Goldsmiths are found scattered all over the district, in towns as well as in villages. Most of them are hereditary workers. They make gold as well as silver ornaments. Sale of gold and silver ornaments is their principal occupation and money-lending is undertaken as a side business. In a village a goldsmith serves the society as a balutedar and is known as Sonar.

The tools and equipment generally required by the goldsmiths are anvil, bellows, hammers, pincers, pots, crucibles, moulds and nails, drilling machine, cupboards, etc. the cost of which varies between Rs. 400 and Rs. 1,000.

In rural areas the business is brisk during certain occasions such as marriage celebrations, festivals and local fairs.

The income of a village Sonar always fluctuates depending upon the order received from the customers. Most of the Sonars in the villages follow subsidiary occupations.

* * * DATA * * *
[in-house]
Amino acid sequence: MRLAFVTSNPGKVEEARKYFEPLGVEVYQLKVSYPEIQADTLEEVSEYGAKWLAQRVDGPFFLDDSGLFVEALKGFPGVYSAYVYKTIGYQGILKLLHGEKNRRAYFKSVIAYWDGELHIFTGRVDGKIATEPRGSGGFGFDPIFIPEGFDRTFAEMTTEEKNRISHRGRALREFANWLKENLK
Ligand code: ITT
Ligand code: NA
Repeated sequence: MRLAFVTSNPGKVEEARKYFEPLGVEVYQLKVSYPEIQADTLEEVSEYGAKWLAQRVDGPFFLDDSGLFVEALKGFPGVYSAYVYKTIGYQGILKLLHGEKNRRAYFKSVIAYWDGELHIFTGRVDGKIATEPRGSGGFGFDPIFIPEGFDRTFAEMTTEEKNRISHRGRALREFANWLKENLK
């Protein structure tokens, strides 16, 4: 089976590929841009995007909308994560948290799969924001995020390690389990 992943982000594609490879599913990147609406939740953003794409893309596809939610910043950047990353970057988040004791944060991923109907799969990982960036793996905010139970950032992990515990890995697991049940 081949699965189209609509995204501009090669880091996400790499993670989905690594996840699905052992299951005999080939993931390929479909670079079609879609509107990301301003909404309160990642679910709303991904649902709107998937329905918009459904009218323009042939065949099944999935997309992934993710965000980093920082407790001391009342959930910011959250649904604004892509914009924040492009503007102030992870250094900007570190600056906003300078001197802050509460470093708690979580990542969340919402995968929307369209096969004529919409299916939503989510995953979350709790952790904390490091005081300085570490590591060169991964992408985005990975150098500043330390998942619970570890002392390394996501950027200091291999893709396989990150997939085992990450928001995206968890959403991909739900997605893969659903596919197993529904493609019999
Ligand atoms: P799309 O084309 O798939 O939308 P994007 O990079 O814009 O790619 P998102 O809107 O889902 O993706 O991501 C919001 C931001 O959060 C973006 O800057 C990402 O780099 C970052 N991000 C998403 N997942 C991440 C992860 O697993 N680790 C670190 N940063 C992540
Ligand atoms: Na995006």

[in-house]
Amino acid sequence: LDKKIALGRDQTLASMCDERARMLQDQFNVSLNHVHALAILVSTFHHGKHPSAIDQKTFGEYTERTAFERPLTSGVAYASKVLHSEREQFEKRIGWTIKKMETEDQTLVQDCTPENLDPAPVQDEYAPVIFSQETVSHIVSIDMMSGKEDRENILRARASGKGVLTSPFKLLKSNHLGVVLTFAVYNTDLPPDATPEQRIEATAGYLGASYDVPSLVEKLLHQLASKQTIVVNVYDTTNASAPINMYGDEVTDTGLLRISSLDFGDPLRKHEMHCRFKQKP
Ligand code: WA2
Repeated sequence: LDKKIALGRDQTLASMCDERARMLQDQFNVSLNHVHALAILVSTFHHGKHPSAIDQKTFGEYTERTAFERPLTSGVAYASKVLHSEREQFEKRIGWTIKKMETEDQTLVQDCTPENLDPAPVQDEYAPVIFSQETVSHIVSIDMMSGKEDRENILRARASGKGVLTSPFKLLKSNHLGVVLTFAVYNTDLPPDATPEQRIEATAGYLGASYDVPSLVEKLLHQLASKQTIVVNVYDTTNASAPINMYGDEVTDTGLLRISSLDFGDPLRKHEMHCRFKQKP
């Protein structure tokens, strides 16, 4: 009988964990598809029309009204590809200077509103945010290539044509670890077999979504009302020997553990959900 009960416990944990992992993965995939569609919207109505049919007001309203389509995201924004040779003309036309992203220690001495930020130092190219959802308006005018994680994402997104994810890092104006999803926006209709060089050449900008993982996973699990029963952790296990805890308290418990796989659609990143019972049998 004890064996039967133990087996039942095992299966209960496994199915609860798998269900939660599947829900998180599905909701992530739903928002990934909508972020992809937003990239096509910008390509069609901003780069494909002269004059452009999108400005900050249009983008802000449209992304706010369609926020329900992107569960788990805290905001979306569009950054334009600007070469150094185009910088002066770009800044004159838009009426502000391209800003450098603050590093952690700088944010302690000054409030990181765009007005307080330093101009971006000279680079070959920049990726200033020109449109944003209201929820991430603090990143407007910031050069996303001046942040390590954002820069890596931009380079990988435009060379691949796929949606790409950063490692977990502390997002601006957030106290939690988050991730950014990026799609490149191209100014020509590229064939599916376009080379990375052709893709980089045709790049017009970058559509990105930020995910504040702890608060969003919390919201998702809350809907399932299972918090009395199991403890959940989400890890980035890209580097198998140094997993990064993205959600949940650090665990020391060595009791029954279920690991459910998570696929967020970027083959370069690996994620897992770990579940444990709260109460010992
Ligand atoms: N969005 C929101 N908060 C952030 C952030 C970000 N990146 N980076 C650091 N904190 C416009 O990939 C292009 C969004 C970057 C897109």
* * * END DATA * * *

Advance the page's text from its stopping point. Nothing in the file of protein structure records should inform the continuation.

In big towns goldsmiths get job work from the sarafs and some times they are employed either on daily wages or on piece-work basis.

Gold Control Rules: The Gold Control Rules promulgated under the Defence of India Act came into force from 10th January 1963. The Rules in the initial stages prohibited all dealings in gold and making of new ornaments of gold with a purity of more than 14 carats. These rules have hampered the occupation by putting a considerable number of goldsmiths out of employment. Since the implementation of the rules a number of goldsmiths switched over to other business and services. The Government is trying to rehabilitate them by extending training in other occupations and also providing financial help. The subsequent amendment to Gold Control Rules makes provision for the re-making of existing gold ornaments of pure gold. This is expected to provide employment to the goldsmiths affected by the previous order. The number of jewellers, silver-smiths and gold-smiths in the district was 1,761 in 1961.